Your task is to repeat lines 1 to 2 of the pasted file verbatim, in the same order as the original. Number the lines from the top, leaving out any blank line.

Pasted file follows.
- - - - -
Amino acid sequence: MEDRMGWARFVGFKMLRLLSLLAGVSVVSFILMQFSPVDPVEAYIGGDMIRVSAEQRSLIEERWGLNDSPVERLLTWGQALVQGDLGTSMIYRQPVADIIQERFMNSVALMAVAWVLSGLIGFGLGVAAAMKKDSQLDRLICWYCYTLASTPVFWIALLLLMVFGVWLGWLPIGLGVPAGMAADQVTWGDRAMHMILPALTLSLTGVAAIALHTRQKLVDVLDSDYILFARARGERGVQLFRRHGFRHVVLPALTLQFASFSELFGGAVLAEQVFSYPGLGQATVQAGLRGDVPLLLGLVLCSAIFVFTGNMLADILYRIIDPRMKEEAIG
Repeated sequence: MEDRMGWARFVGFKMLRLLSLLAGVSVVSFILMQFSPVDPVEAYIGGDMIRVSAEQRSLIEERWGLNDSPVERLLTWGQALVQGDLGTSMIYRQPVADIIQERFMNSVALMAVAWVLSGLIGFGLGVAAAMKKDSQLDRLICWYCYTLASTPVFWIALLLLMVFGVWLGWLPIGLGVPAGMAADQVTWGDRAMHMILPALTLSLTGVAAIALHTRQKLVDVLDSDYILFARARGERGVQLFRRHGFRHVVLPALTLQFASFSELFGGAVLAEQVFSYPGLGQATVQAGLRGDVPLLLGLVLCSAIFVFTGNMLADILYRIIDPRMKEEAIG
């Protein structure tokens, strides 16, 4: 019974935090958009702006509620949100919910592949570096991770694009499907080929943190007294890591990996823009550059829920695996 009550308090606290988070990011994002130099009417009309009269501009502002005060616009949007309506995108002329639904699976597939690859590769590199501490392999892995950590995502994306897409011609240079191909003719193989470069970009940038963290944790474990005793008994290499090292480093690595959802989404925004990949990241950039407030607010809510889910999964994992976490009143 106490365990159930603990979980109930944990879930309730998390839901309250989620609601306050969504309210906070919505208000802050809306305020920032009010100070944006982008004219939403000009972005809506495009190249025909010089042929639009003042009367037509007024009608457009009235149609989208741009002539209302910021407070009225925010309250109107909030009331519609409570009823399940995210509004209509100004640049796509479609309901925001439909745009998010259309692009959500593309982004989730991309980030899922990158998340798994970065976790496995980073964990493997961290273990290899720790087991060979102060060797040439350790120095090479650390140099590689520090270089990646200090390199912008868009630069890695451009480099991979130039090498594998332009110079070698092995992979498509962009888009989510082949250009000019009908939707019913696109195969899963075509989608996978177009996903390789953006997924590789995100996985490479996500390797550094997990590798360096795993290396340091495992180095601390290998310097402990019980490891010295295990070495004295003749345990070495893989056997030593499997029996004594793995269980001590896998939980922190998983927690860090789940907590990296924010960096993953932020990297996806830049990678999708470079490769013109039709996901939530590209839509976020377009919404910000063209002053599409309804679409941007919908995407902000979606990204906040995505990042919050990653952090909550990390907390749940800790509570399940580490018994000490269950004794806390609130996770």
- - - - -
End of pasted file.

Amino acid sequence: MEDRMGWARFVGFKMLRLLSLLAGVSVVSFILMQFSPVDPVEAYIGGDMIRVSAEQRSLIEERWGLNDSPVERLLTWGQALVQGDLGTSMIYRQPVADIIQERFMNSVALMAVAWVLSGLIGFGLGVAAAMKKDSQLDRLICWYCYTLASTPVFWIALLLLMVFGVWLGWLPIGLGVPAGMAADQVTWGDRAMHMILPALTLSLTGVAAIALHTRQKLVDVLDSDYILFARARGERGVQLFRRHGFRHVVLPALTLQFASFSELFGGAVLAEQVFSYPGLGQATVQAGLRGDVPLLLGLVLCSAIFVFTGNMLADILYRIIDPRMKEEAIG
Repeated sequence: MEDRMGWARFVGFKMLRLLSLLAGVSVVSFILMQFSPVDPVEAYIGGDMIRVSAEQRSLIEERWGLNDSPVERLLTWGQALVQGDLGTSMIYRQPVADIIQERFMNSVALMAVAWVLSGLIGFGLGVAAAMKKDSQLDRLICWYCYTLASTPVFWIALLLLMVFGVWLGWLPIGLGVPAGMAADQVTWGDRAMHMILPALTLSLTGVAAIALHTRQKLVDVLDSDYILFARARGERGVQLFRRHGFRHVVLPALTLQFASFSELFGGAVLAEQVFSYPGLGQATVQAGLRGDVPLLLGLVLCSAIFVFTGNMLADILYRIIDPRMKEEAIG